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PostPosted: Thu Jul 28, 2011 8:26 pm 
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3gengames wrote:
So I take it the mode that you can only write during rendering is the mode where you extend the table attributes?.....Why must you write during rendering? Wouldn't that cause the PPU and CPU be trying to use both at the same time, so shouldn't you be trying to change it during VBlank?

You write to it directly via the CPU, instead of using 2006/2007 like when you're trying to access the internal PPU ram. However, we don't actually understand the MMC5 very well at all to know how exactly this is able to work. The MMC5 must do something to allow simultaneous accesses to the ExRAM though, since Nintendo made the decision to only allow writes (in mode 0 and mode 1) during rendering, which is when the PPU is constantly fetching bytes, meaning the MMC5 would need to also be constantly accessing its ExRAM.

My hypothesis is that there's a pipeline, much like the read-pipeline in the PPU when you read 2007. When you write to ExRAM, the MMC5 stores it in the pipeline until the PPU is in between ExRAM accesses, during which it commits the write the CPU made. There are 3 PPU cycles for each CPU cycle, and when the PPU is fetching BG tiles, it spends two of its cycles fetching the bitmap data from the pattern table, so the MMC5 probably commits ExRAM writes during this time. There's a LOT of time in between sequential CPU accesses in which the MMC5 can commit writes, so this would work out flawlessly. This is just a hypothesis though, so don't take this to heart. :P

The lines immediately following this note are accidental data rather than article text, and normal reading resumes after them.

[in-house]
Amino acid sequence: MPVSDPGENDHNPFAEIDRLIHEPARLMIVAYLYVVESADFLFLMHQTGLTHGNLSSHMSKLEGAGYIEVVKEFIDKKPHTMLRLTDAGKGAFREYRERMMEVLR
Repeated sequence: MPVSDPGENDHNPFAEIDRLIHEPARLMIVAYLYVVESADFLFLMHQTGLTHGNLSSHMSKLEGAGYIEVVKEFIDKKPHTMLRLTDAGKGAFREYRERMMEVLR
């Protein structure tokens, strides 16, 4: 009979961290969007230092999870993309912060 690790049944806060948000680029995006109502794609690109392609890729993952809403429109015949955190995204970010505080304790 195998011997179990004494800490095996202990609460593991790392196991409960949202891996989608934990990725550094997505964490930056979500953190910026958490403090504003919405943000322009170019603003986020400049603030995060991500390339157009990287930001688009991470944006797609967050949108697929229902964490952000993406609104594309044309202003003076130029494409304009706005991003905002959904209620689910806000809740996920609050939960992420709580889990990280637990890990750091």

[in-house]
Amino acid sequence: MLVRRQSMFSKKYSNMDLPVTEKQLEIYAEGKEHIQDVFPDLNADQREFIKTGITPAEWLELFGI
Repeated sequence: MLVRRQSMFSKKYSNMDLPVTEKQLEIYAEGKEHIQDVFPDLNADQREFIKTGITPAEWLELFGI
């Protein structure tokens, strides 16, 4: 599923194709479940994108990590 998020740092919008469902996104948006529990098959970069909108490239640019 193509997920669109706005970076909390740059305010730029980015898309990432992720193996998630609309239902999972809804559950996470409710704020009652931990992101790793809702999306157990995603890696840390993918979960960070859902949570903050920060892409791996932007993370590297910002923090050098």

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PostPosted: Fri Jul 29, 2011 1:05 pm 
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But outside of rendering, wouldn't the pipeline just be more efficient and still work?


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PostPosted: Fri Jul 29, 2011 2:55 pm 
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Maybe after someone decaps the PPU to get a good set of micrographs, someone might decap an MMC5.


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PostPosted: Fri Jul 29, 2011 3:00 pm 
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tepples wrote:
Maybe after someone decaps the PPU to get a good set of micrographs, someone might decap an MMC5.


We can hope, we'll need to find a couple of Castlevania 3's though....


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PostPosted: Fri Jul 29, 2011 5:48 pm 
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CV3 isn't the only MMC5 game. Many MMC5 games exist, much less desirable than CV3.